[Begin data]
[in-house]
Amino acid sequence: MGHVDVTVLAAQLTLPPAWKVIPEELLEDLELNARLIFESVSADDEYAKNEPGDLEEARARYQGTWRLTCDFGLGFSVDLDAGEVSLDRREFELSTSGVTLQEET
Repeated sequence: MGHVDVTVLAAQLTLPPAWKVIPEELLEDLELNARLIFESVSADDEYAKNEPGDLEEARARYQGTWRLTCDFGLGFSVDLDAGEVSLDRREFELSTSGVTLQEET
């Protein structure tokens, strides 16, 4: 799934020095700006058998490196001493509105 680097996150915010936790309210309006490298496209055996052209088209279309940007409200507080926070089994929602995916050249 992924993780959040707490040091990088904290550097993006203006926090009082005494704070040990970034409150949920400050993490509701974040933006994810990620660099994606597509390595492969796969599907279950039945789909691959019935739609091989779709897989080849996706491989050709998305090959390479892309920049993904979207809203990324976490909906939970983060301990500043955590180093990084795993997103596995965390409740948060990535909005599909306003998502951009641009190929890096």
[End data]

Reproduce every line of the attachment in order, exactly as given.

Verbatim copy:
[in-house]
Amino acid sequence: MGHVDVTVLAAQLTLPPAWKVIPEELLEDLELNARLIFESVSADDEYAKNEPGDLEEARARYQGTWRLTCDFGLGFSVDLDAGEVSLDRREFELSTSGVTLQEET
Repeated sequence: MGHVDVTVLAAQLTLPPAWKVIPEELLEDLELNARLIFESVSADDEYAKNEPGDLEEARARYQGTWRLTCDFGLGFSVDLDAGEVSLDRREFELSTSGVTLQEET
């Protein structure tokens, strides 16, 4: 799934020095700006058998490196001493509105 680097996150915010936790309210309006490298496209055996052209088209279309940007409200507080926070089994929602995916050249 992924993780959040707490040091990088904290550097993006203006926090009082005494704070040990970034409150949920400050993490509701974040933006994810990620660099994606597509390595492969796969599907279950039945789909691959019935739609091989779709897989080849996706491989050709998305090959390479892309920049993904979207809203990324976490909906939970983060301990500043955590180093990084795993997103596995965390409740948060990535909005599909306003998502951009641009190929890096």